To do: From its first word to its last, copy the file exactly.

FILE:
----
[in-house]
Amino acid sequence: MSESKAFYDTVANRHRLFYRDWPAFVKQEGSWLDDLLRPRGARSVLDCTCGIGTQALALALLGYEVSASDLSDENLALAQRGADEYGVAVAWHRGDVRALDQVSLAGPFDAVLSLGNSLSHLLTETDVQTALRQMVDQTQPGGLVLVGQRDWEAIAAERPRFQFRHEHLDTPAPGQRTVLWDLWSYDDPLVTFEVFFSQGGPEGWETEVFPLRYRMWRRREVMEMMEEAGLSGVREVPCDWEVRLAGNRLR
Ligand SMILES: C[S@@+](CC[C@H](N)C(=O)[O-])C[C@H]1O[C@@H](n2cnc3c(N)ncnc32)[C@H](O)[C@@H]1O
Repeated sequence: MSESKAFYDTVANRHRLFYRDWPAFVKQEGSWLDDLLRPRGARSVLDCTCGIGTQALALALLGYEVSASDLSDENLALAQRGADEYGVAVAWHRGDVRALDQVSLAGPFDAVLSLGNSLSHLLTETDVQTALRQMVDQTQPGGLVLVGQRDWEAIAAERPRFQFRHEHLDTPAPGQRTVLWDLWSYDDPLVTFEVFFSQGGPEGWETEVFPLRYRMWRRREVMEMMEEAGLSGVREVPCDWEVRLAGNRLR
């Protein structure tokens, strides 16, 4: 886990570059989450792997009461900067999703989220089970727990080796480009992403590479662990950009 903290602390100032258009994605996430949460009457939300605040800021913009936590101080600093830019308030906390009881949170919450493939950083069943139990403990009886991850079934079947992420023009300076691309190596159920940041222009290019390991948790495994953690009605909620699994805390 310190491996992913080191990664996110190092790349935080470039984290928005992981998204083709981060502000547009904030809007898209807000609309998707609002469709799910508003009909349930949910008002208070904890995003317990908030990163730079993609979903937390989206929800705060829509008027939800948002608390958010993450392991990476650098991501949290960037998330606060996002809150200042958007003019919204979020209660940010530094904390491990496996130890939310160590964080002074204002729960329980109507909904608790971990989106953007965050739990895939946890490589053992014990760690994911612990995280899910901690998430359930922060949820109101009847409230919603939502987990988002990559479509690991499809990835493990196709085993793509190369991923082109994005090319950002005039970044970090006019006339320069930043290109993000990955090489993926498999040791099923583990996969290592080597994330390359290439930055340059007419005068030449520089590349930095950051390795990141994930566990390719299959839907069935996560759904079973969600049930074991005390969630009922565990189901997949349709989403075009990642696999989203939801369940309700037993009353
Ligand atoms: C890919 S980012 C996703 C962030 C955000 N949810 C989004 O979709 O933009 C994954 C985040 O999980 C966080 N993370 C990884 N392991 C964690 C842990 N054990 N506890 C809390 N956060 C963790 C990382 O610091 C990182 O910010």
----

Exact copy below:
[in-house]
Amino acid sequence: MSESKAFYDTVANRHRLFYRDWPAFVKQEGSWLDDLLRPRGARSVLDCTCGIGTQALALALLGYEVSASDLSDENLALAQRGADEYGVAVAWHRGDVRALDQVSLAGPFDAVLSLGNSLSHLLTETDVQTALRQMVDQTQPGGLVLVGQRDWEAIAAERPRFQFRHEHLDTPAPGQRTVLWDLWSYDDPLVTFEVFFSQGGPEGWETEVFPLRYRMWRRREVMEMMEEAGLSGVREVPCDWEVRLAGNRLR
Ligand SMILES: C[S@@+](CC[C@H](N)C(=O)[O-])C[C@H]1O[C@@H](n2cnc3c(N)ncnc32)[C@H](O)[C@@H]1O
Repeated sequence: MSESKAFYDTVANRHRLFYRDWPAFVKQEGSWLDDLLRPRGARSVLDCTCGIGTQALALALLGYEVSASDLSDENLALAQRGADEYGVAVAWHRGDVRALDQVSLAGPFDAVLSLGNSLSHLLTETDVQTALRQMVDQTQPGGLVLVGQRDWEAIAAERPRFQFRHEHLDTPAPGQRTVLWDLWSYDDPLVTFEVFFSQGGPEGWETEVFPLRYRMWRRREVMEMMEEAGLSGVREVPCDWEVRLAGNRLR
């Protein structure tokens, strides 16, 4: 886990570059989450792997009461900067999703989220089970727990080796480009992403590479662990950009 903290602390100032258009994605996430949460009457939300605040800021913009936590101080600093830019308030906390009881949170919450493939950083069943139990403990009886991850079934079947992420023009300076691309190596159920940041222009290019390991948790495994953690009605909620699994805390 310190491996992913080191990664996110190092790349935080470039984290928005992981998204083709981060502000547009904030809007898209807000609309998707609002469709799910508003009909349930949910008002208070904890995003317990908030990163730079993609979903937390989206929800705060829509008027939800948002608390958010993450392991990476650098991501949290960037998330606060996002809150200042958007003019919204979020209660940010530094904390491990496996130890939310160590964080002074204002729960329980109507909904608790971990989106953007965050739990895939946890490589053992014990760690994911612990995280899910901690998430359930922060949820109101009847409230919603939502987990988002990559479509690991499809990835493990196709085993793509190369991923082109994005090319950002005039970044970090006019006339320069930043290109993000990955090489993926498999040791099923583990996969290592080597994330390359290439930055340059007419005068030449520089590349930095950051390795990141994930566990390719299959839907069935996560759904079973969600049930074991005390969630009922565990189901997949349709989403075009990642696999989203939801369940309700037993009353
Ligand atoms: C890919 S980012 C996703 C962030 C955000 N949810 C989004 O979709 O933009 C994954 C985040 O999980 C966080 N993370 C990884 N392991 C964690 C842990 N054990 N506890 C809390 N956060 C963790 C990382 O610091 C990182 O910010």